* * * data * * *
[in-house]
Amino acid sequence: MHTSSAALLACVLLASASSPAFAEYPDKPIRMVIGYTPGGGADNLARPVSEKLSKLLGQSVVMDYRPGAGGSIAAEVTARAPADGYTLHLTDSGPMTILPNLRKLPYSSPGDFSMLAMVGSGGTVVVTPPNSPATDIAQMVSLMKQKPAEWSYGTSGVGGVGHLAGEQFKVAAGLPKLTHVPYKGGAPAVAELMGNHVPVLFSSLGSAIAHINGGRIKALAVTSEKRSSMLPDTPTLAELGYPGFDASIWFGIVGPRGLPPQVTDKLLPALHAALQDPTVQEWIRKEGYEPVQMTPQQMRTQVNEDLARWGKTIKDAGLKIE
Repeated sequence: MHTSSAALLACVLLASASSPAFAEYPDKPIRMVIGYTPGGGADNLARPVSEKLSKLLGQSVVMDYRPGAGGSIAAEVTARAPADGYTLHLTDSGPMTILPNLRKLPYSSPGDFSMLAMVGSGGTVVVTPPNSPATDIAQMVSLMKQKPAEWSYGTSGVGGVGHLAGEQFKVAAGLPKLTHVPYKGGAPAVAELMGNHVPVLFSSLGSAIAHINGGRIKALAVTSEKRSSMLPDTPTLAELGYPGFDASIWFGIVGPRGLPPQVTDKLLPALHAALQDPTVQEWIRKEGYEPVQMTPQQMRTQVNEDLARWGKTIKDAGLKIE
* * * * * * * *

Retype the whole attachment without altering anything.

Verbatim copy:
[in-house]
Amino acid sequence: MHTSSAALLACVLLASASSPAFAEYPDKPIRMVIGYTPGGGADNLARPVSEKLSKLLGQSVVMDYRPGAGGSIAAEVTARAPADGYTLHLTDSGPMTILPNLRKLPYSSPGDFSMLAMVGSGGTVVVTPPNSPATDIAQMVSLMKQKPAEWSYGTSGVGGVGHLAGEQFKVAAGLPKLTHVPYKGGAPAVAELMGNHVPVLFSSLGSAIAHINGGRIKALAVTSEKRSSMLPDTPTLAELGYPGFDASIWFGIVGPRGLPPQVTDKLLPALHAALQDPTVQEWIRKEGYEPVQMTPQQMRTQVNEDLARWGKTIKDAGLKIE
Repeated sequence: MHTSSAALLACVLLASASSPAFAEYPDKPIRMVIGYTPGGGADNLARPVSEKLSKLLGQSVVMDYRPGAGGSIAAEVTARAPADGYTLHLTDSGPMTILPNLRKLPYSSPGDFSMLAMVGSGGTVVVTPPNSPATDIAQMVSLMKQKPAEWSYGTSGVGGVGHLAGEQFKVAAGLPKLTHVPYKGGAPAVAELMGNHVPVLFSSLGSAIAHINGGRIKALAVTSEKRSSMLPDTPTLAELGYPGFDASIWFGIVGPRGLPPQVTDKLLPALHAALQDPTVQEWIRKEGYEPVQMTPQQMRTQVNEDLARWGKTIKDAGLKIE